Reducing Revision Stress
The dreaded revision period can be the most stressful time in your academic life. However, this really need not be the case. By keeping your body and your mind healthy and breaking down tasks into smaller chunks, you can ensure that those busy weeks are manageable and relatively free from stress.
Eat, Sleep and Exercise SmartWhilst a balanced diet is important at all times, it is especially essential during the revision period. You brain requires good quality food to fuel it and your energy levels must be properly maintained. Try to eat at least five portions of fruit and vegetables as taking in plenty of vitamins will help you to keep illnesses at bay. Don't be tempted to skip any meals or eat foods that are too sugary; both of these dietary pitfalls will wreak havoc with your concentration. Remember that your brain is made predominantly of water and relies on this most vital of fluids to function properly. Make sure that you are drinking at least eight glasses a day. Also, try to increase your intake of nuts and fish as these are the ultimate 'brain foods'. During revision time, your brain works extra-hard. Such long periods of mental activity can leave you feeling tired and lethargic. Try to get at least eight hours sleep a night in order to give your brain the rest it deserves. In this way, you will be able to begin the new day relaxed and focused.In addition, ensure that you are taking part in some form of exercise every day. Go for a brisk walk, play a game of football, do a spot of yoga or go for a swim. Exercise will help you to unwind and de-stress.
Prioritise and PlanIn order to avoid panic, ensure that you plan your revision time effectively. Before you start on your revision, think about what it is that you really need to focus on. There may be some areas of a subject that you feel completely comfortable with and do not need to spend a great deal of time revising. Make a list of your priority revision tasks and insert those into your revision timetable first.Split up each subject area into smaller chunks and only revise one or two in each study session. This will guard you against the stress associated with not knowing where to begin, as well as giving you manageable goals and a sense of purpose.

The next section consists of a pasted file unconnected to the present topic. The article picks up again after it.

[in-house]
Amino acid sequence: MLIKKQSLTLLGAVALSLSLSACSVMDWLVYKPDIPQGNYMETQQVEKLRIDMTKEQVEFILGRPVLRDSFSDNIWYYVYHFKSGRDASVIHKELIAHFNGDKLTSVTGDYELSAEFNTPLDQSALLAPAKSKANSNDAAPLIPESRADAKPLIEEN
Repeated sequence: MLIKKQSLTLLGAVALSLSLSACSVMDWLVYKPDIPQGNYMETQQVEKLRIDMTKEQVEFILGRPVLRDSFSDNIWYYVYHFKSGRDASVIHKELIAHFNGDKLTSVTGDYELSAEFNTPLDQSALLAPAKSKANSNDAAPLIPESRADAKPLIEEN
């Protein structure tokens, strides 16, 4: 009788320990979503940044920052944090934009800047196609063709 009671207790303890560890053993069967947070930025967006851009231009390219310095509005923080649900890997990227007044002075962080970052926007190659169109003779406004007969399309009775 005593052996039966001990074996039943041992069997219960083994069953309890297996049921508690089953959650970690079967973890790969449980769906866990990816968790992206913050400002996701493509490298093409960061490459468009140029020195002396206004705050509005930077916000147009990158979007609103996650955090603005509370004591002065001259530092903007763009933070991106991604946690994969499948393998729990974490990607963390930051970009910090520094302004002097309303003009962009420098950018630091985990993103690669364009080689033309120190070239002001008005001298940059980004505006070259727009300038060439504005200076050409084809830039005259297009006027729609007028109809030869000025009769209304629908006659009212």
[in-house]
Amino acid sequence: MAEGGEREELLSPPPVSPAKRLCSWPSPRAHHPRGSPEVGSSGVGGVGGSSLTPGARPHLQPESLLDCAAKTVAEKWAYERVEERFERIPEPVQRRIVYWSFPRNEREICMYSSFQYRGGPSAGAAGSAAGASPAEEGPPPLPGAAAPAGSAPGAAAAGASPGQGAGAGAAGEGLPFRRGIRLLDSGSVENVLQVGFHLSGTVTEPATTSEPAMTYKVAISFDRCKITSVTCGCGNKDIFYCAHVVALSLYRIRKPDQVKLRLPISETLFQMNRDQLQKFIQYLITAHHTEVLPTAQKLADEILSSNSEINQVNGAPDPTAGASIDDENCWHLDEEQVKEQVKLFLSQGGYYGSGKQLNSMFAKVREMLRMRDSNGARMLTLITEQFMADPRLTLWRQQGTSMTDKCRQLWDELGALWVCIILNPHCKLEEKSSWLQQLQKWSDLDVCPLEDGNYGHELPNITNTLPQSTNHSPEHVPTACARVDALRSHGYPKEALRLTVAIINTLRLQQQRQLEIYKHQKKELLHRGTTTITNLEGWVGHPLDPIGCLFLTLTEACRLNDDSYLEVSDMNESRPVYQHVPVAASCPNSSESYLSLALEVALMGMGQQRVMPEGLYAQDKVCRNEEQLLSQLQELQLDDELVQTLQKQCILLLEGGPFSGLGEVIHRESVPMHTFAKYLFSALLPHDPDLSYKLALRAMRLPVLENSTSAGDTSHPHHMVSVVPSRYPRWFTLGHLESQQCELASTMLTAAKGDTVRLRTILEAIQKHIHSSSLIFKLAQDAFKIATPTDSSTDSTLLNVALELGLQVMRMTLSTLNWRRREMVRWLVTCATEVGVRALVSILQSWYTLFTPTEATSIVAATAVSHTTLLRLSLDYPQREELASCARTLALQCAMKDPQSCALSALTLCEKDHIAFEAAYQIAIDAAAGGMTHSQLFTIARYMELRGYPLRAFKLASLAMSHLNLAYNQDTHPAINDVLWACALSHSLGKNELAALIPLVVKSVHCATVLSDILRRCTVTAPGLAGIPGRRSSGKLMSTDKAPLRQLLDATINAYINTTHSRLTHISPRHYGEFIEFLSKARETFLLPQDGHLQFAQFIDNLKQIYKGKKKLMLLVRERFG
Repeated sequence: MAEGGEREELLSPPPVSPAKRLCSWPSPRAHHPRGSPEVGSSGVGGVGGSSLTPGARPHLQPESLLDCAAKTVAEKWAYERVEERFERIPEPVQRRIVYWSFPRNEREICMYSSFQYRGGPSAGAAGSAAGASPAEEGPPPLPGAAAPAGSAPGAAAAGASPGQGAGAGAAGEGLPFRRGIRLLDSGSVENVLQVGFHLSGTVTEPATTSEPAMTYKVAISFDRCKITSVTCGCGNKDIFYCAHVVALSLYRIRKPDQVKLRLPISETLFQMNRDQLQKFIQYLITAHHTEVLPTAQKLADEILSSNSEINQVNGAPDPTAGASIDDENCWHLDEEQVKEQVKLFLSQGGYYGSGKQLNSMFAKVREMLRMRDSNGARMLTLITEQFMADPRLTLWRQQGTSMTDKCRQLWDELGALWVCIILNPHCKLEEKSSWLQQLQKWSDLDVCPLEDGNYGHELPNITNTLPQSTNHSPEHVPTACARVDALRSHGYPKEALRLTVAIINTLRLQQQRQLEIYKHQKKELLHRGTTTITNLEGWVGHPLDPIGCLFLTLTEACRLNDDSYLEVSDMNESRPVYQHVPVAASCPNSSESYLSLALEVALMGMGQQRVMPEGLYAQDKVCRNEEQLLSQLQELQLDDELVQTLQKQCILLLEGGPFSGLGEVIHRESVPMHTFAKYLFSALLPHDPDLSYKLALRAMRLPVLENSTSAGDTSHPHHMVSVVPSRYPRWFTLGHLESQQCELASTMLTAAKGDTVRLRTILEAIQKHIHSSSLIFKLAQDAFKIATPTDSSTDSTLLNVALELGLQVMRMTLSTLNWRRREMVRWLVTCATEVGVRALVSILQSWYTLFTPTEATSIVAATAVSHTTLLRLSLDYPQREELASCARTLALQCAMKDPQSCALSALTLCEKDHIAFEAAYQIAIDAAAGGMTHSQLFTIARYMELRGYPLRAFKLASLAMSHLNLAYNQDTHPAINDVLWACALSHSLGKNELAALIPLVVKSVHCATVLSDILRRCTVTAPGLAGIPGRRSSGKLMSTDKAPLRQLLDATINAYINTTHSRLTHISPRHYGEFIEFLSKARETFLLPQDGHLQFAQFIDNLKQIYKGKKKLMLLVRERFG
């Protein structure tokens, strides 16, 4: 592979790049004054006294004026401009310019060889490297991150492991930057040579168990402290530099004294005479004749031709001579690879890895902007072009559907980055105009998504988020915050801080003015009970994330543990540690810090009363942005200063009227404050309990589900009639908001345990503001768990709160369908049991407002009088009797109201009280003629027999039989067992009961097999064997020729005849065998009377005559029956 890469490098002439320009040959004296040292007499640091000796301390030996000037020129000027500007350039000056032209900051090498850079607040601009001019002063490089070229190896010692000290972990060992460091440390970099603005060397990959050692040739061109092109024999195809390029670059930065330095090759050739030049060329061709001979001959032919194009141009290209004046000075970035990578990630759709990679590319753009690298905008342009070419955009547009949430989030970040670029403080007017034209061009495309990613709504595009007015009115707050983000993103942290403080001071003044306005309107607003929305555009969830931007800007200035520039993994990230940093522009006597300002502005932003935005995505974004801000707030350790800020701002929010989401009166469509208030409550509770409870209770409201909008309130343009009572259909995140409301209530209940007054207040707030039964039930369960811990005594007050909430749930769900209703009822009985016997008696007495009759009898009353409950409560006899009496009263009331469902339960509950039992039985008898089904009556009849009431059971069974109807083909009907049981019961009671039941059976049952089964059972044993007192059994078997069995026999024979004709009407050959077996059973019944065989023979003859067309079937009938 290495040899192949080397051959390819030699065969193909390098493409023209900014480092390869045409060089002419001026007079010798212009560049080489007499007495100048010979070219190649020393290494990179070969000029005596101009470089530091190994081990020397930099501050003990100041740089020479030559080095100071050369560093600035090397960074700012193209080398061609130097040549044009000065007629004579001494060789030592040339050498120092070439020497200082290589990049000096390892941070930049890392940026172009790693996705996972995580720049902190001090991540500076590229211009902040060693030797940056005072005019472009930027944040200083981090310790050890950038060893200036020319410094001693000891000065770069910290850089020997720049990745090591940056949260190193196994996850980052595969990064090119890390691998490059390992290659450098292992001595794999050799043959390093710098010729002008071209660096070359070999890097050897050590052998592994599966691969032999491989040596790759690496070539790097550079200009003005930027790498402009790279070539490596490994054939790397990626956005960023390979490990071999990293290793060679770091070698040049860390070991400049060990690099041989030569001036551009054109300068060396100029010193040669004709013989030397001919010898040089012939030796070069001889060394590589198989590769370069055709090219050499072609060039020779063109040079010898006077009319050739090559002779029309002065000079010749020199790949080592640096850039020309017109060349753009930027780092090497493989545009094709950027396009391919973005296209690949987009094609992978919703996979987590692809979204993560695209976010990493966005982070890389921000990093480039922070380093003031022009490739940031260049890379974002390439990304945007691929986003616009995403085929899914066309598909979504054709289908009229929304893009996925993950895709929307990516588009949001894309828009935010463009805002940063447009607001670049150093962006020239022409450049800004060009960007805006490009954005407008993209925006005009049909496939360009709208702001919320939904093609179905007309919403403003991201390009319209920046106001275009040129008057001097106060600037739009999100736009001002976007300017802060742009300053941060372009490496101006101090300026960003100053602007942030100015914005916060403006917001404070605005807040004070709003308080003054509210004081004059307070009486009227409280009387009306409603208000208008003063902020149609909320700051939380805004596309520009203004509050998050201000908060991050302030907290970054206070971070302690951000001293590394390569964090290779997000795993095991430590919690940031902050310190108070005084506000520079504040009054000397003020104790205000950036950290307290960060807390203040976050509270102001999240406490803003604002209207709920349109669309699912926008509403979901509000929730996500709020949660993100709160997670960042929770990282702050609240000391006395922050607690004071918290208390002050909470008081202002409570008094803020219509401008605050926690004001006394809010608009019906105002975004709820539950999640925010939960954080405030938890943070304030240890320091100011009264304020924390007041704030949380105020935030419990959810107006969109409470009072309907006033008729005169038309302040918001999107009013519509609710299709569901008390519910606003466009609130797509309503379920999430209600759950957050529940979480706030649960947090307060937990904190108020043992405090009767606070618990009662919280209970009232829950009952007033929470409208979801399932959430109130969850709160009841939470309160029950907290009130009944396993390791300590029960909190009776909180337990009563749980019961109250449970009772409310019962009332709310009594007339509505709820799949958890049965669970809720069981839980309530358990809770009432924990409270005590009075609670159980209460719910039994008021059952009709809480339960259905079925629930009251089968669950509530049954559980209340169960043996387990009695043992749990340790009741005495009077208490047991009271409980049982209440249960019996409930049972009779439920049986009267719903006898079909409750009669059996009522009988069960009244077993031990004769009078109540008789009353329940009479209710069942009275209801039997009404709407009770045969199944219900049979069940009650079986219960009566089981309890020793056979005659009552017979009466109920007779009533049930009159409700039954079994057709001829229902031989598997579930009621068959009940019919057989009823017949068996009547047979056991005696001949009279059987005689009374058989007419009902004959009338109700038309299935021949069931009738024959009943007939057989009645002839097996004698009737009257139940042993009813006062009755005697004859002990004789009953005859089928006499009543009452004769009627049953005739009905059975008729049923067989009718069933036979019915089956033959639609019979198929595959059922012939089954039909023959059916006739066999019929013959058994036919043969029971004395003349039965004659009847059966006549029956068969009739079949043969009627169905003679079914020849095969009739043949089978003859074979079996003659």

De-stress Your SurroundingsAvoid watching television before bedtime or spending too much time on the Internet. Both of these will clutter your brain and tire your eyes. Whilst it can be effective to use these sources of entertainment as rewards and incentives for revision, try to cut down on time spent in front of 'the box' during revision period.
Most importantly, remember that panicking is counter-productive. Remind yourself that with a relaxed and focused mind, you will perform better. As well as those all important hours spent revising, take time to eat well, sleep well, exercise, plan, prioritise and relax. Looking after yourself in these ways will prepare you mentally for all those hours of concentration and help you to feel fit and confident when facing the exam.